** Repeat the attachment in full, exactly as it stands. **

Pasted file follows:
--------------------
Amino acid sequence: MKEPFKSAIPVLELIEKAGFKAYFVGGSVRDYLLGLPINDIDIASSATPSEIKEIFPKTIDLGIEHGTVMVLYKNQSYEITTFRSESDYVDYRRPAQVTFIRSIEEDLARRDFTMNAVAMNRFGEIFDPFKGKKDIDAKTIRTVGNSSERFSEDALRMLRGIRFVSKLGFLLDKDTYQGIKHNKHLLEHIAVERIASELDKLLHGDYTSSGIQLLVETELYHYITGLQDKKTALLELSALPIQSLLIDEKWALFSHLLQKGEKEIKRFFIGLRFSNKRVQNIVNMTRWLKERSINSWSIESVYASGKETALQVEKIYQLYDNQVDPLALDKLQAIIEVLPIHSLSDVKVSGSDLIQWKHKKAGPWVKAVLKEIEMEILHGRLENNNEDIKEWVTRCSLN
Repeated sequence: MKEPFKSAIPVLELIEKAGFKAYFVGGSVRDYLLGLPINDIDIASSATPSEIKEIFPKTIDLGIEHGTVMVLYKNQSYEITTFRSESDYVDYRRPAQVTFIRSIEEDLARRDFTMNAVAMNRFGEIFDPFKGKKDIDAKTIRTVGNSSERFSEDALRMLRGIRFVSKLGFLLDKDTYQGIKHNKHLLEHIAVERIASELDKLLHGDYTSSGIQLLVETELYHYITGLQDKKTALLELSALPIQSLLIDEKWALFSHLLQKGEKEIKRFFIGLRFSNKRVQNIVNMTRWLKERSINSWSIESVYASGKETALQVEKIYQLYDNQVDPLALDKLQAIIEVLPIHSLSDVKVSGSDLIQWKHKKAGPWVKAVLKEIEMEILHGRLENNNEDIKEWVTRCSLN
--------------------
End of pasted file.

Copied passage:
Amino acid sequence: MKEPFKSAIPVLELIEKAGFKAYFVGGSVRDYLLGLPINDIDIASSATPSEIKEIFPKTIDLGIEHGTVMVLYKNQSYEITTFRSESDYVDYRRPAQVTFIRSIEEDLARRDFTMNAVAMNRFGEIFDPFKGKKDIDAKTIRTVGNSSERFSEDALRMLRGIRFVSKLGFLLDKDTYQGIKHNKHLLEHIAVERIASELDKLLHGDYTSSGIQLLVETELYHYITGLQDKKTALLELSALPIQSLLIDEKWALFSHLLQKGEKEIKRFFIGLRFSNKRVQNIVNMTRWLKERSINSWSIESVYASGKETALQVEKIYQLYDNQVDPLALDKLQAIIEVLPIHSLSDVKVSGSDLIQWKHKKAGPWVKAVLKEIEMEILHGRLENNNEDIKEWVTRCSLN
Repeated sequence: MKEPFKSAIPVLELIEKAGFKAYFVGGSVRDYLLGLPINDIDIASSATPSEIKEIFPKTIDLGIEHGTVMVLYKNQSYEITTFRSESDYVDYRRPAQVTFIRSIEEDLARRDFTMNAVAMNRFGEIFDPFKGKKDIDAKTIRTVGNSSERFSEDALRMLRGIRFVSKLGFLLDKDTYQGIKHNKHLLEHIAVERIASELDKLLHGDYTSSGIQLLVETELYHYITGLQDKKTALLELSALPIQSLLIDEKWALFSHLLQKGEKEIKRFFIGLRFSNKRVQNIVNMTRWLKERSINSWSIESVYASGKETALQVEKIYQLYDNQVDPLALDKLQAIIEVLPIHSLSDVKVSGSDLIQWKHKKAGPWVKAVLKEIEMEILHGRLENNNEDIKEWVTRCSLN